- Qualified wildfire distributions (access): An individual who had his or her principle residence in the California wildfire disaster area and who sustained economic loss due to the wildfires is eligible to take a distribution from a qualified retirement plan or IRA. The distribution must be made from October 8, 2017 to December 31, 2018 and cannot exceed $100,000.
- Relief from the 10% early withdrawal penalty & withholding: The Act also provides that qualified wildfire distributions (described above) are not subject to the 10% early withdrawal penalty or the 20% withholding requirement. Moreover, the income can be included ratably over a three-year period and a participant has three years to recontribute those funds back to a plan or IRA.
- Repayment of home loan or construction distributions: The Act also grants relief to individuals who took hardship distributions for a home purchase (or construction) or an IRA distribution that qualified as a first-time homebuyer purchase. Under the new law, if the loan or construction was cancelled due to the California wildfire disaster, the individual can recontribute those funds back to a retirement plan or IRA. To qualify, the distribution must have been received after March 31, 2017 and before January 15, 2018. In addition, the funds must be recontributed between October 8, 2017 and June 30, 2018.
- Increase in plan loan limit: The plan loan limits were increased, and the repayment period was extended, for individuals with a principle residence in the California wildfire disaster area. Generally, plan loans are limited to the lesser of $50,000 or one-half of the vested account balance. For these individuals, the plan loan limit is increased from $50,000 to $100,000 and the “one-half rule” is removed. To qualify, the loans must be issued between February 9, 2018 and December 31, 2018. Moreover, if these individuals had outstanding plan loans at the time of the disaster, the repayment period can be extended.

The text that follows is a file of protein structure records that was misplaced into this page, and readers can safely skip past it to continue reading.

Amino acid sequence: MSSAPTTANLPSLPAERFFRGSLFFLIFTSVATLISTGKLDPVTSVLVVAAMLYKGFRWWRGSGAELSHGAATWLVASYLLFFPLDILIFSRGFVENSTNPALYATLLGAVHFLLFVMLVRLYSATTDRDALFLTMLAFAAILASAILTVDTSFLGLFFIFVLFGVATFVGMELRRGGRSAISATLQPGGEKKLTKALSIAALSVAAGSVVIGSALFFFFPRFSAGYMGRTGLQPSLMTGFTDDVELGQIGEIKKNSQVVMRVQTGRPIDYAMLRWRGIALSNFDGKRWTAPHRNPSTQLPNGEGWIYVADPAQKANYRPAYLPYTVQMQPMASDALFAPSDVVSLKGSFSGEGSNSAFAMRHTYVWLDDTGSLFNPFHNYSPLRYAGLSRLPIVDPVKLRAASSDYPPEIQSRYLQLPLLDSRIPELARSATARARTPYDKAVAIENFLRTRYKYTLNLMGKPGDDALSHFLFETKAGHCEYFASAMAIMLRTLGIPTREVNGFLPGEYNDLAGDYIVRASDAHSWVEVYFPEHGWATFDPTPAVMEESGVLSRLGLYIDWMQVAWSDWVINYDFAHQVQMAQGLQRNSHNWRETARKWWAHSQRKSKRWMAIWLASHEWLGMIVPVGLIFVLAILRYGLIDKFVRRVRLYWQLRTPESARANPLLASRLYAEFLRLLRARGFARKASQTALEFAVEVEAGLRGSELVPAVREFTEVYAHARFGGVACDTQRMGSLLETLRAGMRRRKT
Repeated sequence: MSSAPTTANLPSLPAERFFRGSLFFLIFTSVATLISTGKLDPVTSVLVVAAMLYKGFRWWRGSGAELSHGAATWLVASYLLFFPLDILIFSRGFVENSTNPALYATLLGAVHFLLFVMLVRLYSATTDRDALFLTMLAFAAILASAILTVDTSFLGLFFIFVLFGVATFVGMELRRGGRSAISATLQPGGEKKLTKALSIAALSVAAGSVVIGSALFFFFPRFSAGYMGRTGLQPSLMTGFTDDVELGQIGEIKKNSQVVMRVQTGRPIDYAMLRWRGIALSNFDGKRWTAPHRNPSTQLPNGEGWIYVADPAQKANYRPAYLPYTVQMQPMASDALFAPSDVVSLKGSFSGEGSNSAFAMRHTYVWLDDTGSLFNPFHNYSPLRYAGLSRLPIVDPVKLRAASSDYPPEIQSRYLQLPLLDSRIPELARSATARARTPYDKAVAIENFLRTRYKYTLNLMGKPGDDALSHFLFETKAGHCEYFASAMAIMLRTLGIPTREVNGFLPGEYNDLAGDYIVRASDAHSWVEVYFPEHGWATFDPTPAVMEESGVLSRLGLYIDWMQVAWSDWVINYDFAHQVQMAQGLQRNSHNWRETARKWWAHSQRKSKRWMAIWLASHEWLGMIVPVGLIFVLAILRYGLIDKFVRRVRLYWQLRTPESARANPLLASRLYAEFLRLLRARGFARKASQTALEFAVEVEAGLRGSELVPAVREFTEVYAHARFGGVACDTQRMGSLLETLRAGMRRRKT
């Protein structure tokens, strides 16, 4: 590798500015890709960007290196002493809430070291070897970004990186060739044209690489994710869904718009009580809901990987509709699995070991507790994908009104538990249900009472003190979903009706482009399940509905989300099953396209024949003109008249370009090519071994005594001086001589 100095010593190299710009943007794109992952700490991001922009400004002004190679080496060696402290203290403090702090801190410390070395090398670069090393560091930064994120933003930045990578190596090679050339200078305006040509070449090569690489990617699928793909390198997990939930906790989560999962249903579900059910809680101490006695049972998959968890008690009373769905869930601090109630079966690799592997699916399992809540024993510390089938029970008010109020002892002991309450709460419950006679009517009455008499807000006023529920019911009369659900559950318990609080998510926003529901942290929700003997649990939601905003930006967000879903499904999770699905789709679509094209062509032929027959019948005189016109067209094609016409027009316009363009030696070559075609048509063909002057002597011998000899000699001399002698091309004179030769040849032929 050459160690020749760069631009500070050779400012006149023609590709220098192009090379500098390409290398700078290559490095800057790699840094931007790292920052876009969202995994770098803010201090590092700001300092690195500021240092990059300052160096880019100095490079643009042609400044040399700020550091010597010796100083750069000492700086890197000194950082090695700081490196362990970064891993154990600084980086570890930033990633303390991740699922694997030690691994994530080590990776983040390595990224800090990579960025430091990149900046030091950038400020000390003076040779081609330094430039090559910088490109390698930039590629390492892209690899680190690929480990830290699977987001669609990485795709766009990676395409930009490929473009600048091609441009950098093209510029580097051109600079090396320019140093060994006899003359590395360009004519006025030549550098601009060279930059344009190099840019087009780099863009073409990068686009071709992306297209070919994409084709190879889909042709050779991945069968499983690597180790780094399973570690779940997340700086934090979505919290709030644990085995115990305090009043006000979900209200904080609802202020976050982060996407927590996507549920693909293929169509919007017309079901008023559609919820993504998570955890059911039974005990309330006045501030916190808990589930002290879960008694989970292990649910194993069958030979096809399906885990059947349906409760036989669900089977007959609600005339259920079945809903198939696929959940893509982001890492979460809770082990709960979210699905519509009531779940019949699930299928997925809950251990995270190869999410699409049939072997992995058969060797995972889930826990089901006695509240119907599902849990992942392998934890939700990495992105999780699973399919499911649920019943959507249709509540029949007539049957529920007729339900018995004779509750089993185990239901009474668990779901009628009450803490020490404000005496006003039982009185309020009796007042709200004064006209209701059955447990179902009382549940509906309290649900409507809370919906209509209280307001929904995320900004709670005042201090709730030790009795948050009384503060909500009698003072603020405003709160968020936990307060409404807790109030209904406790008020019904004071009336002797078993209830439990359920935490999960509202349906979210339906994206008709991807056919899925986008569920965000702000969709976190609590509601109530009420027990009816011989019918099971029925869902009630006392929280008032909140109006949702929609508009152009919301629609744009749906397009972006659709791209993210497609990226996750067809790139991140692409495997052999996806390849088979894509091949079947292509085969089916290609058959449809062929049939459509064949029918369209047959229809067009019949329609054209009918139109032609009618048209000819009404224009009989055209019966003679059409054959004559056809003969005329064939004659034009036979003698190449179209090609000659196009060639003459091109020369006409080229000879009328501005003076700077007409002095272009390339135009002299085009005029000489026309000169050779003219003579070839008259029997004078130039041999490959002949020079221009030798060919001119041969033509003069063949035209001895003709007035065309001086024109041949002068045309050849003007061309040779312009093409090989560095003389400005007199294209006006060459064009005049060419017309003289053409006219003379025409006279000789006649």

Relief on Improper Tax Levies
Finally, the new law provides relief to individuals whose retirement accounts or IRAs were improperly levied by the IRS. Once those funds are returned, the individual can contribute that amount (including any interest received) to a retirement plan or IRA as a rollover contribution. The rollover must be completed by the individual’s tax filing due date for the year in which the funds are returned. This deadline does not include any extensions. Additionally, if the taxpayer was taxed when the levied funds came out of the retirement account (i.e., regular income tax), the taxes are waived, credited, or refunded to the taxpayer. The new law applies to levied funds returned to a taxpayer in tax years beginning after December 31, 2017.
In the end, the adage about nothing remaining constant except change couldn’t ring truer in the tax law arena today. Congress is still addressing tax provisions in a budget bill less than two months after it passed the largest tax bill in over thirty years! This is on top of the additional clarification expected from the IRS. If there was ever a time to stay tuned, it is now.